Review: Black Cake

4 out of 5 stars (+.5 star bonus for the audiobook!)

Great story, but with one critical plot point I just could not buy. Black Cake, by Charmaine Wilkerson

Do yourself a favor and listen to Black Cake on audiobook. Narrators Lynnette R. Freeman and Simone Mcintyre do an incredible job with the musical, deeply emotional accents of the Caribbean characters. It adds a transporting layer of magic to the story.

Black Cake is many stories. A young Black girl named Covey comes of age on a Caribbean island in the 1950s. From there, concentric circles ripple outward, influencing fates that will span generations and the globe. A young woman navigates the world of 1960s England. An older woman comes to terms with her mortality. Modern middle-aged siblings return to each other as their lives change forever.

Benny and Byron, estranged sister and brother, meet for the dying wish of their departed mother Eleanor: to hear a recording she’s made. The story within is breathtaking – secrets and lies, births and deaths, identities and humanity. Starting with Covey, whose idyllic island life takes a turn she’s powerless to resist, Wilkerson’s characters emerge beautifully onto the page. Eleanor herself is complete and marvelous; if only we all could present ourselves one last time with such dignity. Told mostly in first-person flashbacks, Black Cake goes way back for the start of their two seemingly unrelated stories. They collide, become one, then continue to crash into and pick up other stories, like a snowball rolling down a hill. By the end it’s massive, and it’s impact leaves Benny and Byron stunned.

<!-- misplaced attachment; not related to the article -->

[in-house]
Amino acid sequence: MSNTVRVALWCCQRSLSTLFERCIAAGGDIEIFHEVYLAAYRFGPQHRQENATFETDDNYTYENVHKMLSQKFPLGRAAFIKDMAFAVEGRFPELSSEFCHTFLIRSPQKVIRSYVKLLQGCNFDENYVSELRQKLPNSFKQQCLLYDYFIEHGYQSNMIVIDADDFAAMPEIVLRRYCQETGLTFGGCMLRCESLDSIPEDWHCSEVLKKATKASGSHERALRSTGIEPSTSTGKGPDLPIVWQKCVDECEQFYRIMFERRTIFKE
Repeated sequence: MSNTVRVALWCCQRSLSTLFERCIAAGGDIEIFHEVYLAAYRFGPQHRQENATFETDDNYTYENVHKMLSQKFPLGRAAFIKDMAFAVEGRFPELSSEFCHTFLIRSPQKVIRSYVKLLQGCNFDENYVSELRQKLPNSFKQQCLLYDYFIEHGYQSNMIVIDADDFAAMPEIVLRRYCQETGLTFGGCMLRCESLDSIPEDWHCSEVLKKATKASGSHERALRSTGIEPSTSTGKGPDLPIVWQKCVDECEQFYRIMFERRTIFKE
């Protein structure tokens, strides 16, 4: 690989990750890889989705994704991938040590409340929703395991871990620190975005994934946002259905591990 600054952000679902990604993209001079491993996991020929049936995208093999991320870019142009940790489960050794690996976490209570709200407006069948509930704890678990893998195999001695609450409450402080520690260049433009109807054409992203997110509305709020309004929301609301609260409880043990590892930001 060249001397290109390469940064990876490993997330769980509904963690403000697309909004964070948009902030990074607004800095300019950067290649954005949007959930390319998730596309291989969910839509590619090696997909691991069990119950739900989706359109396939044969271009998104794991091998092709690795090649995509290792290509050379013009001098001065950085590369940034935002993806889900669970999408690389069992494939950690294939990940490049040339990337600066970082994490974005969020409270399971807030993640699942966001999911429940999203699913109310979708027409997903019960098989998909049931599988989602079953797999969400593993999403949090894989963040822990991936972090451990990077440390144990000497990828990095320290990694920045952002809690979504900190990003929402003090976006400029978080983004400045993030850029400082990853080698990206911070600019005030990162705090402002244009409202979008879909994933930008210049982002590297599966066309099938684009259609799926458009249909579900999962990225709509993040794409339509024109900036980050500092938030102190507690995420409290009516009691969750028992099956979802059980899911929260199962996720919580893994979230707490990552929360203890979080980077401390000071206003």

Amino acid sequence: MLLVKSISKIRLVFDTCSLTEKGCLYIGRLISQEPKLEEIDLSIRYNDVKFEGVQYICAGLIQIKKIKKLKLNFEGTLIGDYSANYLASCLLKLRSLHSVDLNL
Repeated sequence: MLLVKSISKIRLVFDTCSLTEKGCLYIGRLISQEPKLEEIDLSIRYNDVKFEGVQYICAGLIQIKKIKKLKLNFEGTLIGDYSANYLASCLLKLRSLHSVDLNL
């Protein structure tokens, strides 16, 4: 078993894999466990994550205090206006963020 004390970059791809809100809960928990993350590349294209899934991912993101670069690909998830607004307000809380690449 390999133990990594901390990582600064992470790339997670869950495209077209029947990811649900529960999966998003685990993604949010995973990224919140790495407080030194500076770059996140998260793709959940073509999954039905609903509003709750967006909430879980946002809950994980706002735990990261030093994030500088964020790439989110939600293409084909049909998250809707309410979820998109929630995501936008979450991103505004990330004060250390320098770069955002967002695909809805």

So why not 5 stars? First, Benny (a woman) is too conveniently weak. Faced with any adversity, Benny runs and hides – when she shouldn’t. And stays when she should run. There’s no sense to her. She’s faced some real traumas but by the time we learn of them, she’s had no backbone too other many times to expect much. Her redemption is lukewarm at best.

Now, for my bigger issue. [Accept all SPOILERS, ye who enter here.]

Covey is suspected of murdering Little Man. Never formally charged, only suspected. There’s no evidence. Decades pass. Another suspect comes up. More decades pass. Nothing happens. Covey now has a completely different identity and is 50 years older, but she still can’t go home? To a place where no one knows her anymore, where she is no longer even the same person she was then. For fear of this suspicion. It’s too thin. A decade, maybe two after Little Man’s death – I buy that. But half a century later, with a different name on a real passport from another country? Hell, Bunny married the local policewoman. She couldn’t have asked her wife to check into the status of the case? BAH. It doesn’t take much away from Covey’s story, but in the end it’s very sad that she never went back. And a shame the sadness didn’t have a better reason behind it.

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